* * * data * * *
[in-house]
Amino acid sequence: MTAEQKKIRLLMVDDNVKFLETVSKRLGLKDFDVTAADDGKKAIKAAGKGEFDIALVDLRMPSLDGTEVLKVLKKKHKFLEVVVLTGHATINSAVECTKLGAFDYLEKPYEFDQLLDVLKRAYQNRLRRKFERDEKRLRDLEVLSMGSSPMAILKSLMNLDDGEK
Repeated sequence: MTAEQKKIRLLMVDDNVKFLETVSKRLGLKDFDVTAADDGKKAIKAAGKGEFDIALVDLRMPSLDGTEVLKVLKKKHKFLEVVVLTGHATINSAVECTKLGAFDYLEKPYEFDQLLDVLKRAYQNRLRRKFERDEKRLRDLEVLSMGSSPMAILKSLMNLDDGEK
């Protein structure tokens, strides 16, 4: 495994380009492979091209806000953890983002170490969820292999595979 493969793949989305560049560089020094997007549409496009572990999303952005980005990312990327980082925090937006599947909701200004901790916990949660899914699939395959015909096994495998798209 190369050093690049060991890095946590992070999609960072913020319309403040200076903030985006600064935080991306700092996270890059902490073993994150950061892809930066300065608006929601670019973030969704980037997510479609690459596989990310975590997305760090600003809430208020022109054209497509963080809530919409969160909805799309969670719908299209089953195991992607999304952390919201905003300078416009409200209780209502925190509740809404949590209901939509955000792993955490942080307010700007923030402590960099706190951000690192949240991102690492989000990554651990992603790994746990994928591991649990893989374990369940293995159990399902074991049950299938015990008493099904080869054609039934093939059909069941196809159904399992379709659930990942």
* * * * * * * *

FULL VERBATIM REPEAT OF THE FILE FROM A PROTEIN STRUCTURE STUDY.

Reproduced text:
[in-house]
Amino acid sequence: MTAEQKKIRLLMVDDNVKFLETVSKRLGLKDFDVTAADDGKKAIKAAGKGEFDIALVDLRMPSLDGTEVLKVLKKKHKFLEVVVLTGHATINSAVECTKLGAFDYLEKPYEFDQLLDVLKRAYQNRLRRKFERDEKRLRDLEVLSMGSSPMAILKSLMNLDDGEK
Repeated sequence: MTAEQKKIRLLMVDDNVKFLETVSKRLGLKDFDVTAADDGKKAIKAAGKGEFDIALVDLRMPSLDGTEVLKVLKKKHKFLEVVVLTGHATINSAVECTKLGAFDYLEKPYEFDQLLDVLKRAYQNRLRRKFERDEKRLRDLEVLSMGSSPMAILKSLMNLDDGEK
């Protein structure tokens, strides 16, 4: 495994380009492979091209806000953890983002170490969820292999595979 493969793949989305560049560089020094997007549409496009572990999303952005980005990312990327980082925090937006599947909701200004901790916990949660899914699939395959015909096994495998798209 190369050093690049060991890095946590992070999609960072913020319309403040200076903030985006600064935080991306700092996270890059902490073993994150950061892809930066300065608006929601670019973030969704980037997510479609690459596989990310975590997305760090600003809430208020022109054209497509963080809530919409969160909805799309969670719908299209089953195991992607999304952390919201905003300078416009409200209780209502925190509740809404949590209901939509955000792993955490942080307010700007923030402590960099706190951000690192949240991102690492989000990554651990992603790994746990994928591991649990893989374990369940293995159990399902074991049950299938015990008493099904080869054609039934093939059909069941196809159904399992379709659930990942």